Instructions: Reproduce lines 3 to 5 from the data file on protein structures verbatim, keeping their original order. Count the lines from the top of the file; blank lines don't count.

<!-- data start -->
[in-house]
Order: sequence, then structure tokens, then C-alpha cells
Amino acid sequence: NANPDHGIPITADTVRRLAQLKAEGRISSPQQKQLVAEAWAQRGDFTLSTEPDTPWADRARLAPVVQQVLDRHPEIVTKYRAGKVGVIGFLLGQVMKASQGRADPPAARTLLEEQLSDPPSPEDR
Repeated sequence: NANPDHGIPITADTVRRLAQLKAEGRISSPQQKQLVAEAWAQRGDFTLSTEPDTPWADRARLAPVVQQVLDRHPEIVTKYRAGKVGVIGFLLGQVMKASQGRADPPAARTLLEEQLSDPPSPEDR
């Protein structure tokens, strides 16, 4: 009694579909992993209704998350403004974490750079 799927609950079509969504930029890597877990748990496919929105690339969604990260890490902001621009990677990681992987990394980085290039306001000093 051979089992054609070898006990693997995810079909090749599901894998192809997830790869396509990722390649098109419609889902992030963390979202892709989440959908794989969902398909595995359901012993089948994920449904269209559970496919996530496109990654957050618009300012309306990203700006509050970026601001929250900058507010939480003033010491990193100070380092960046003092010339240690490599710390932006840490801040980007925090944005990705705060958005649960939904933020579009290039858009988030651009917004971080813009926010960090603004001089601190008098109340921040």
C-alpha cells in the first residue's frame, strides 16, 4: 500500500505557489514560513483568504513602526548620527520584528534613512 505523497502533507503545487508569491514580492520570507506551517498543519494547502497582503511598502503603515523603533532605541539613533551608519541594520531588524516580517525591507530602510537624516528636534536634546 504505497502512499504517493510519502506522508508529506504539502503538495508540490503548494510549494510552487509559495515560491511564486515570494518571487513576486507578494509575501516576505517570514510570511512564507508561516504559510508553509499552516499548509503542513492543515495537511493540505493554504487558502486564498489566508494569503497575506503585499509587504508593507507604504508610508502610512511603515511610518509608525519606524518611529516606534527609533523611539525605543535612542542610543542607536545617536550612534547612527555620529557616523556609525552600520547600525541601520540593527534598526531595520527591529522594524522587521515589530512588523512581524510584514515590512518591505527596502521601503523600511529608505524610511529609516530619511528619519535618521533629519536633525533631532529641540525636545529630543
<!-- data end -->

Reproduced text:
Amino acid sequence: NANPDHGIPITADTVRRLAQLKAEGRISSPQQKQLVAEAWAQRGDFTLSTEPDTPWADRARLAPVVQQVLDRHPEIVTKYRAGKVGVIGFLLGQVMKASQGRADPPAARTLLEEQLSDPPSPEDR
Repeated sequence: NANPDHGIPITADTVRRLAQLKAEGRISSPQQKQLVAEAWAQRGDFTLSTEPDTPWADRARLAPVVQQVLDRHPEIVTKYRAGKVGVIGFLLGQVMKASQGRADPPAARTLLEEQLSDPPSPEDR
């Protein structure tokens, strides 16, 4: 009694579909992993209704998350403004974490750079 799927609950079509969504930029890597877990748990496919929105690339969604990260890490902001621009990677990681992987990394980085290039306001000093 051979089992054609070898006990693997995810079909090749599901894998192809997830790869396509990722390649098109419609889902992030963390979202892709989440959908794989969902398909595995359901012993089948994920449904269209559970496919996530496109990654957050618009300012309306990203700006509050970026601001929250900058507010939480003033010491990193100070380092960046003092010339240690490599710390932006840490801040980007925090944005990705705060958005649960939904933020579009290039858009988030651009917004971080813009926010960090603004001089601190008098109340921040």